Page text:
Stand upright whilst holding a kettlebell down between your legs using both hands. Hinge backward at the hips to swing the kettlebell back between the legs. Then push through your glutes to swing the kettlebell up to chest height, making sure to engage your core throughout. 

Reverse-lunge Knee Up

a woman is performing Reverse lunge knee up with a kettlebell_box jump alternative
Reverse-lunge knee up with a kettlebell

This box jump alternative can be performed at home as it doesn’t require any equipment. This exercise works the leg muscles as well as the core but is gentler on the knees as it doesn’t involve jumping.


From a standing position, step back with your left leg and bend the right knee to lunge down. Then push through the right leg to get back onto a standing position. In the meantime, move the left leg to the front and lift it up to the chest by bending the knee. Lower the leg down, and repeat on the other side. 

Stair Climbing

Climbing stairs, when done quickly, can be a suitable alternative to box jumps as it works the muscles of the legs, glutes, core, and upper body but is a lower-impact exercise than jumping on a box. You can run stairs wherever you have steps available, either at home or outdoors. 


Standing at the bottom of the steps, place one foot on the first step to begin. With your core engaged, arms bent by your sides, and a slight forward lean in your body, make your way up the stairs at a fast pace to get the heart rate up. 

You can also try different variations, such as stepping on every second step or climbing the stairs facing sideways. The key is to keep your body upright and core engaged to help you keep good posture.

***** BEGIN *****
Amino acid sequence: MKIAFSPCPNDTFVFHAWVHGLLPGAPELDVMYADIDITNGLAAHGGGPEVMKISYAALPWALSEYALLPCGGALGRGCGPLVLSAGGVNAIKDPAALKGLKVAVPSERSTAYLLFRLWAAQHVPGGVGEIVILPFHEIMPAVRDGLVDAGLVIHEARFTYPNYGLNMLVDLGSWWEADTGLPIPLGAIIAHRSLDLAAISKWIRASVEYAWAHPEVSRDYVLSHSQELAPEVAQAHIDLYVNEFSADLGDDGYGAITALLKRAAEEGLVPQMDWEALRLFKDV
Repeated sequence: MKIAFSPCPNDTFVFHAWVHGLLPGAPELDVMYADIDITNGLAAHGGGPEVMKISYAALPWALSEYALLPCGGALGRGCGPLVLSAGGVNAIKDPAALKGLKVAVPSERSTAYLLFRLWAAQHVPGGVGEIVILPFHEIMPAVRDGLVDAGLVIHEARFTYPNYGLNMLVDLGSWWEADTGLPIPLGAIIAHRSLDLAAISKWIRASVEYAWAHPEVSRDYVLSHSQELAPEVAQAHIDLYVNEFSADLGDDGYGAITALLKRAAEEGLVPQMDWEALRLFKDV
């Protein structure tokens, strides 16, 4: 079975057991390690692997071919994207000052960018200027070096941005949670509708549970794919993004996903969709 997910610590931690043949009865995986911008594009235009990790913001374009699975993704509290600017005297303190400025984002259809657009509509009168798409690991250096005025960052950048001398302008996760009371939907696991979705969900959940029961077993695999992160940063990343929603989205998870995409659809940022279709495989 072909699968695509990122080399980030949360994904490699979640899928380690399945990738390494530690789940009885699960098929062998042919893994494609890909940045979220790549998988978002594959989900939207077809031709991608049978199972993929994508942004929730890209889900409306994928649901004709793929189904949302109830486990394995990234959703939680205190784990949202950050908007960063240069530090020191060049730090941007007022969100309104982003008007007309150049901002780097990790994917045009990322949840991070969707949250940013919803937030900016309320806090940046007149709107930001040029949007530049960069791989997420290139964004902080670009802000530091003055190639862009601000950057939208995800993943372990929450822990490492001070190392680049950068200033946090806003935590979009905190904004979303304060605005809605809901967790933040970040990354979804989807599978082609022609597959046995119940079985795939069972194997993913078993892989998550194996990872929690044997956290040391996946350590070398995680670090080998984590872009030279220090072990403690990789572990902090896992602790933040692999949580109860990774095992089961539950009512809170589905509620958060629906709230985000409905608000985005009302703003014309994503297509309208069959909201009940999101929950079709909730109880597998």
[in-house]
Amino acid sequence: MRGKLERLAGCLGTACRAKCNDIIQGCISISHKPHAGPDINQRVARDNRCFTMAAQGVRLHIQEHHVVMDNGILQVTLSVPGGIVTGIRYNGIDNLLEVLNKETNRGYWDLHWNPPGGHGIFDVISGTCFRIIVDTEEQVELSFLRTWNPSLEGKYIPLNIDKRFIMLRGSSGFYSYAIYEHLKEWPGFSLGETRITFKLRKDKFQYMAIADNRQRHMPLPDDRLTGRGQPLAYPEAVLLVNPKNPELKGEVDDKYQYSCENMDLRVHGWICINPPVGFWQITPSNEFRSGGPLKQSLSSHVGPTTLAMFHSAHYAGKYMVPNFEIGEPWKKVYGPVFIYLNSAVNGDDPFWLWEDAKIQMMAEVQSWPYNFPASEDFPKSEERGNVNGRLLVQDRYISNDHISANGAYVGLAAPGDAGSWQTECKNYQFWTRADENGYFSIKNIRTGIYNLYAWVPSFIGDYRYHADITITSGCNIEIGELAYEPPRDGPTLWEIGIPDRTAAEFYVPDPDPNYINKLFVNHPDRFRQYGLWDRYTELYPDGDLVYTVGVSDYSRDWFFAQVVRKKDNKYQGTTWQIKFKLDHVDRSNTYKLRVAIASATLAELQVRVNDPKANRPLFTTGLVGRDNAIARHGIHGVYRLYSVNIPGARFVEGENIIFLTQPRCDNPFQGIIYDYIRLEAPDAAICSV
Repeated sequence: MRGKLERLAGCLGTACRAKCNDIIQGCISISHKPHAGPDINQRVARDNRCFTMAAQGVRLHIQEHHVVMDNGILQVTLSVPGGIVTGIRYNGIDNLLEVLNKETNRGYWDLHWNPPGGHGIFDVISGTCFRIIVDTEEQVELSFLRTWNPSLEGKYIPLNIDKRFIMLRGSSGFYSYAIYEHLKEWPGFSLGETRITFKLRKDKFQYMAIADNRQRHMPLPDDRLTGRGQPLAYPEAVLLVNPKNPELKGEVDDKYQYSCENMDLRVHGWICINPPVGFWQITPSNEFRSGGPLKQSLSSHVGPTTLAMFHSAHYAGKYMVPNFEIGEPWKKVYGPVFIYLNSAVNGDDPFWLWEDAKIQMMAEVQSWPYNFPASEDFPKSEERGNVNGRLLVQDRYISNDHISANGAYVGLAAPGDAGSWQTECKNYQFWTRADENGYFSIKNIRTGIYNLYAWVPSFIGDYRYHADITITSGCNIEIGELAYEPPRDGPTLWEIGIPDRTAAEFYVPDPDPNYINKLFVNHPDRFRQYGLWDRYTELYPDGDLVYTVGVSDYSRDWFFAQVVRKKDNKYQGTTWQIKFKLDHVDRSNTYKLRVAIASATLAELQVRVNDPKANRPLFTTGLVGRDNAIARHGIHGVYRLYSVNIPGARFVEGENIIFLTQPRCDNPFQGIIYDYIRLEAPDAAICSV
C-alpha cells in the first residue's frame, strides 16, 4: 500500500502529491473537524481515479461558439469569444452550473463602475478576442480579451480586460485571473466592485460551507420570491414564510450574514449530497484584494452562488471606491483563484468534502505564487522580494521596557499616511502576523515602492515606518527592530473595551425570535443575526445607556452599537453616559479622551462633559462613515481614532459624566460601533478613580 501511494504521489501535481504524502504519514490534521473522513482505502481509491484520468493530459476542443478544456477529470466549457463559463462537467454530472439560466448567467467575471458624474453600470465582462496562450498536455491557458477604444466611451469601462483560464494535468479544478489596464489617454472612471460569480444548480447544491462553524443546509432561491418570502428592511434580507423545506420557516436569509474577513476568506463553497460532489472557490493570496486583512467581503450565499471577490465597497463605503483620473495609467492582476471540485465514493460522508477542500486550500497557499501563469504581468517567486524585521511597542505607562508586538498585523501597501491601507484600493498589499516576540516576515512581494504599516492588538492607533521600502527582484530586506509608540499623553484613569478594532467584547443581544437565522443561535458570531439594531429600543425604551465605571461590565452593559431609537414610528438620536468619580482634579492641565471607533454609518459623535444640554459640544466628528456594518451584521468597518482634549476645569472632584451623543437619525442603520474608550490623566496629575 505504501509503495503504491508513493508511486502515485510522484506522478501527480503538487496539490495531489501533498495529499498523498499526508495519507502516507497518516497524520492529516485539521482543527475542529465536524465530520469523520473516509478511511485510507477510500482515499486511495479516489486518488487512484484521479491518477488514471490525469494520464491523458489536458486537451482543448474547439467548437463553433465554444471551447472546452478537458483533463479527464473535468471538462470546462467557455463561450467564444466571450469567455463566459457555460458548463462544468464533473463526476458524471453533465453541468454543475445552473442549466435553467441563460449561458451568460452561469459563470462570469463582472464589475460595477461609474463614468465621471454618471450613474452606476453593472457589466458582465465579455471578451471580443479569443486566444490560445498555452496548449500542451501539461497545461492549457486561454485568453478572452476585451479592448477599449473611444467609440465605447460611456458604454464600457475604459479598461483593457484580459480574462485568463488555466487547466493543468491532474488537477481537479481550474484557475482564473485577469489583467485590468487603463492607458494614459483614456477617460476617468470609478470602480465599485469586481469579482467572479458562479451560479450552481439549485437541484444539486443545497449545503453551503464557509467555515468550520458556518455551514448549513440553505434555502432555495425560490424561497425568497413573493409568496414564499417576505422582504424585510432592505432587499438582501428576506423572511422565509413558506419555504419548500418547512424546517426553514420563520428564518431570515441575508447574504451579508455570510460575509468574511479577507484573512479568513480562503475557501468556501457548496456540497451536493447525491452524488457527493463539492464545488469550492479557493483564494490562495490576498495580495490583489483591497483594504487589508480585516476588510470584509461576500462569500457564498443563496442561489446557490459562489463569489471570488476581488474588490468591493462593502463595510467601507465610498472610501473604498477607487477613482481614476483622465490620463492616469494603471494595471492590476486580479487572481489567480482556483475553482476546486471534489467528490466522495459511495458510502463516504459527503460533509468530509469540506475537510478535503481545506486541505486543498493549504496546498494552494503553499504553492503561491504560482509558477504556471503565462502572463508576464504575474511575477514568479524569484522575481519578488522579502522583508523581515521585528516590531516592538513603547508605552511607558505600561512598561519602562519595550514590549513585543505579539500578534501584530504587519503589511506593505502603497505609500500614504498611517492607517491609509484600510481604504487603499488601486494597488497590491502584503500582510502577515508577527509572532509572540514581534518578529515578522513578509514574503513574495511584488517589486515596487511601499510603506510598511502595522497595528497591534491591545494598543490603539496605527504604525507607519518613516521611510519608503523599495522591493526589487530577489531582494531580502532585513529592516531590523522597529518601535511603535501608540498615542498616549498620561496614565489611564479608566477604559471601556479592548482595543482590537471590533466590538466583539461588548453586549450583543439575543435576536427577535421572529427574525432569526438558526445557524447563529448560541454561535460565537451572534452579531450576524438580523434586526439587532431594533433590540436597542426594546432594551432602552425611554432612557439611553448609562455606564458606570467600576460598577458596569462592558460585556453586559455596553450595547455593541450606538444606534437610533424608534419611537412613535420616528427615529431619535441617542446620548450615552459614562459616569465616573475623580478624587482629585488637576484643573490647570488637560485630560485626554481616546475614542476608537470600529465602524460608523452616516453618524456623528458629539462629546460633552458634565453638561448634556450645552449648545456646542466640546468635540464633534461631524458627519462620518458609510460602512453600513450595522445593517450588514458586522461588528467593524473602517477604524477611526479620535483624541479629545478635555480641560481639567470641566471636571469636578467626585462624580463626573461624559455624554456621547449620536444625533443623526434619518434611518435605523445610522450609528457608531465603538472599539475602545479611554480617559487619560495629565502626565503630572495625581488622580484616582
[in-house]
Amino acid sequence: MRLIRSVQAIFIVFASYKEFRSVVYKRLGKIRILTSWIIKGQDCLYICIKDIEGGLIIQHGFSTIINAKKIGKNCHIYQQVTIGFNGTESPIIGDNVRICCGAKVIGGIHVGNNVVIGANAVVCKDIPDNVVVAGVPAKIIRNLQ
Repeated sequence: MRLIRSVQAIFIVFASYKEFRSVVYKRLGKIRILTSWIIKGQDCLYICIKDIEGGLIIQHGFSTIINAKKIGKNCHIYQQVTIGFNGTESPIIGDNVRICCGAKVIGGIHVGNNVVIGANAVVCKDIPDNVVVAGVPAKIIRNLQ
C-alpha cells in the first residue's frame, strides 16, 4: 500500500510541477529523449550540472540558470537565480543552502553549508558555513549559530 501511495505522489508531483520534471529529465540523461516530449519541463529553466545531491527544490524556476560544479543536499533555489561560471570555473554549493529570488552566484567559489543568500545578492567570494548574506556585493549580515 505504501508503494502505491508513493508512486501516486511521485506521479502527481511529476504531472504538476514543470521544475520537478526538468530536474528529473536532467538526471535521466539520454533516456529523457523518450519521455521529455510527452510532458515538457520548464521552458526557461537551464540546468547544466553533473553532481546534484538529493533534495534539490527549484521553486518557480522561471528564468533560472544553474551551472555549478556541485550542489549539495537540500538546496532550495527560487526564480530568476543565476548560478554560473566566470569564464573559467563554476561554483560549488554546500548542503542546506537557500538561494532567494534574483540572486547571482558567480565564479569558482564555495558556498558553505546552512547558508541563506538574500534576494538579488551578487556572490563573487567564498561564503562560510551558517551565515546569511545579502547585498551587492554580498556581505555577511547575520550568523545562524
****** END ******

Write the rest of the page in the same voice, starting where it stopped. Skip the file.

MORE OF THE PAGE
Wrapping Up

There are plenty of low-impact box jump alternatives that greatly benefit one’s strength and health. Below we summarize the main key points about box jump alternative exercises:

  • Box jumps are a plyometric exercise that mainly works the leg and core muscles.
  • Plyometric training uses rapid muscular stretching and contraction motions, such as jumping and skipping, to complete a movement.
  • Plyometric exercises can help develop strength, speed, power, and endurance.
  • People suffering from weak or painful knees should refrain from performing box jumps. Those new to training may also find this exercise hard to execute correctly; therefore, other low-impact alternatives may be better suited to achieve similar results.
  • Some box jump alternatives can be done at home as they can be performed using one’s body weight, whilst others may require access to some equipment.
Disclaimer This article is intended for general informational purposes only and does not address individual circumstances. It is not a substitute for professional advice or help and should not be relied on to make decisions of any kind. Any action you take upon the information presented in this article is strictly at your own risk and responsibility!

You may also like

We recommend reading